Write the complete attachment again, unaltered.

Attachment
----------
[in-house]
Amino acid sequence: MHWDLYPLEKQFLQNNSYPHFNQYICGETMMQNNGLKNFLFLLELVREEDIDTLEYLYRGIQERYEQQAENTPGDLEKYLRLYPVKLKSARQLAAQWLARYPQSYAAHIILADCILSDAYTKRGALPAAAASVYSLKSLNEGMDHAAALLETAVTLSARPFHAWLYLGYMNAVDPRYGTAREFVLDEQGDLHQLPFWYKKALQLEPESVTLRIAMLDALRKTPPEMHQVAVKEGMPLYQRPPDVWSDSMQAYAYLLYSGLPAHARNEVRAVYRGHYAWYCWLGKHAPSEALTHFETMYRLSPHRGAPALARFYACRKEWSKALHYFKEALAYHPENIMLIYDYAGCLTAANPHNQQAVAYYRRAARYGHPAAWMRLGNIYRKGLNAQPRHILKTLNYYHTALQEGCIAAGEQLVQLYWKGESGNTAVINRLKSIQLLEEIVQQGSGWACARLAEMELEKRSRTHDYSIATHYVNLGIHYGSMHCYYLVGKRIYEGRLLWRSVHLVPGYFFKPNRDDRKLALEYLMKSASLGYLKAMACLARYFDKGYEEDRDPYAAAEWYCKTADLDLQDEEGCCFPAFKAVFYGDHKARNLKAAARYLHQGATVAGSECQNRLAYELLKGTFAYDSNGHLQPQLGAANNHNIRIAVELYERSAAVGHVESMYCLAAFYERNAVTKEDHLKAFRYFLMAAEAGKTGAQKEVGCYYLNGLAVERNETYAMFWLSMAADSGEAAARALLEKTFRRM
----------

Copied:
[in-house]
Amino acid sequence: MHWDLYPLEKQFLQNNSYPHFNQYICGETMMQNNGLKNFLFLLELVREEDIDTLEYLYRGIQERYEQQAENTPGDLEKYLRLYPVKLKSARQLAAQWLARYPQSYAAHIILADCILSDAYTKRGALPAAAASVYSLKSLNEGMDHAAALLETAVTLSARPFHAWLYLGYMNAVDPRYGTAREFVLDEQGDLHQLPFWYKKALQLEPESVTLRIAMLDALRKTPPEMHQVAVKEGMPLYQRPPDVWSDSMQAYAYLLYSGLPAHARNEVRAVYRGHYAWYCWLGKHAPSEALTHFETMYRLSPHRGAPALARFYACRKEWSKALHYFKEALAYHPENIMLIYDYAGCLTAANPHNQQAVAYYRRAARYGHPAAWMRLGNIYRKGLNAQPRHILKTLNYYHTALQEGCIAAGEQLVQLYWKGESGNTAVINRLKSIQLLEEIVQQGSGWACARLAEMELEKRSRTHDYSIATHYVNLGIHYGSMHCYYLVGKRIYEGRLLWRSVHLVPGYFFKPNRDDRKLALEYLMKSASLGYLKAMACLARYFDKGYEEDRDPYAAAEWYCKTADLDLQDEEGCCFPAFKAVFYGDHKARNLKAAARYLHQGATVAGSECQNRLAYELLKGTFAYDSNGHLQPQLGAANNHNIRIAVELYERSAAVGHVESMYCLAAFYERNAVTKEDHLKAFRYFLMAAEAGKTGAQKEVGCYYLNGLAVERNETYAMFWLSMAADSGEAAARALLEKTFRRM